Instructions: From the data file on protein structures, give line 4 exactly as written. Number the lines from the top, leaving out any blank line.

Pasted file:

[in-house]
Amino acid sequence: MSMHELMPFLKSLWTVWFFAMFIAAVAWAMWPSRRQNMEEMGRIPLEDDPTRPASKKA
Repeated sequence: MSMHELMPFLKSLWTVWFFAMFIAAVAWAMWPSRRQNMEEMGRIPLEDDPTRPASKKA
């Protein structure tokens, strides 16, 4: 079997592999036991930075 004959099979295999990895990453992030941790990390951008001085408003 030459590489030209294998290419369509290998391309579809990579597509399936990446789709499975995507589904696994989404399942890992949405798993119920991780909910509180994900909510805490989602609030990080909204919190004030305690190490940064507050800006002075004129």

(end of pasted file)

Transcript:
């Protein structure tokens, strides 16, 4: 079997592999036991930075 004959099979295999990895990453992030941790990390951008001085408003 030459590489030209294998290419369509290998391309579809990579597509399936990446789709499975995507589904696994989404399942890992949405798993119920991780909910509180994900909510805490989602609030990080909204919190004030305690190490940064507050800006002075004129």